When Donald Trump delivers his first State of the Union address to a joint session of Congress on Tuesday evening, one senior member of the judiciary will be notable by her absence.
Associate Supreme Court Justice Ruth Bader Ginsburg, 84, will instead be 700 kilometres away at Roger Williams University, Rhode Island, for the next leg of her speaking tour.
Other justices have skipped out on the address before so the practice is not unusual, political newspaper The Hill reported, and the speaking engagement had been arranged last summer.
But Ms Ginsburg has made no secret of her dislike of Mr Trump.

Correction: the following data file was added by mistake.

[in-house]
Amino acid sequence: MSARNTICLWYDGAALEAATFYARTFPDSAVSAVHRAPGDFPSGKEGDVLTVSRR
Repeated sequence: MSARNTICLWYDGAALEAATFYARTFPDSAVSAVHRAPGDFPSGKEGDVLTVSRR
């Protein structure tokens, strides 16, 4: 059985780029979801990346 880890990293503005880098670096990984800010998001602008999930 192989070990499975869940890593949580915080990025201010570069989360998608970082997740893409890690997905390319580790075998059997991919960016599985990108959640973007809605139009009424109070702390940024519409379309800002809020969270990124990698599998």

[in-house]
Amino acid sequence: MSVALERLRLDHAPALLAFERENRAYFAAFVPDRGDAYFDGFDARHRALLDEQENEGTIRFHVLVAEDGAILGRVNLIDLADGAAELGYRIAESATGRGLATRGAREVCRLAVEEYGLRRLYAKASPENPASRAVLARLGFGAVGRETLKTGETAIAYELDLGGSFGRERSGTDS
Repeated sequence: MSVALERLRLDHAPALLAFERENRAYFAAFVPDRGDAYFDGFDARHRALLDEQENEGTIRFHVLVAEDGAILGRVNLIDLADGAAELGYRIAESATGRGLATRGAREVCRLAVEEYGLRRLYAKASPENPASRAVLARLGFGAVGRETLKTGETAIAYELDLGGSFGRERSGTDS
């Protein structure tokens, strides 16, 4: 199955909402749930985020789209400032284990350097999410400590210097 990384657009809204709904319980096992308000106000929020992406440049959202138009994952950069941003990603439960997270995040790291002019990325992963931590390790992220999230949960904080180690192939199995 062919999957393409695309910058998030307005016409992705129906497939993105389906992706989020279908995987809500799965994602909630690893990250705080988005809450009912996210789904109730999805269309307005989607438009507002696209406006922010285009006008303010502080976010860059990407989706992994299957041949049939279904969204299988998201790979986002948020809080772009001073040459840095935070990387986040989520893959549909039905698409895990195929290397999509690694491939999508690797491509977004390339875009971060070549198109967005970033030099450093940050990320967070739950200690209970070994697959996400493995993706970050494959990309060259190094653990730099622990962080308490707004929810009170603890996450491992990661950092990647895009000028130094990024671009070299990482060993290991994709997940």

In 2016 she called the then-presidential candidate a “faker” and said she could not imagine what the country would be like with her as president.
Mr Trump subsequently tweeted that she should resign because “her mind is shot”.
She did not attend Mr Trump’s address to Congress last year either, even though she was present for all eight of former President Barack Obama’s State of the Union speeches.
Born in Brooklyn, New York to Russian Jewish immigrants, Justice Ginsburg was appointed to the court by President Bill Clinton in 1993 and is generally regarded to be on the liberal wing of the US Supreme Court.
She became the court’s oldest member in 2010, when John Paul Stevens retired, but repeatedly turned down calls to step down while the Democrats controlled both houses of Congress so that Mr Obama could appoint a like-minded replacement.
Appointments to the influential court are generally for life and vacancies occur only infrequently, meaning justices can remain in post for many decades.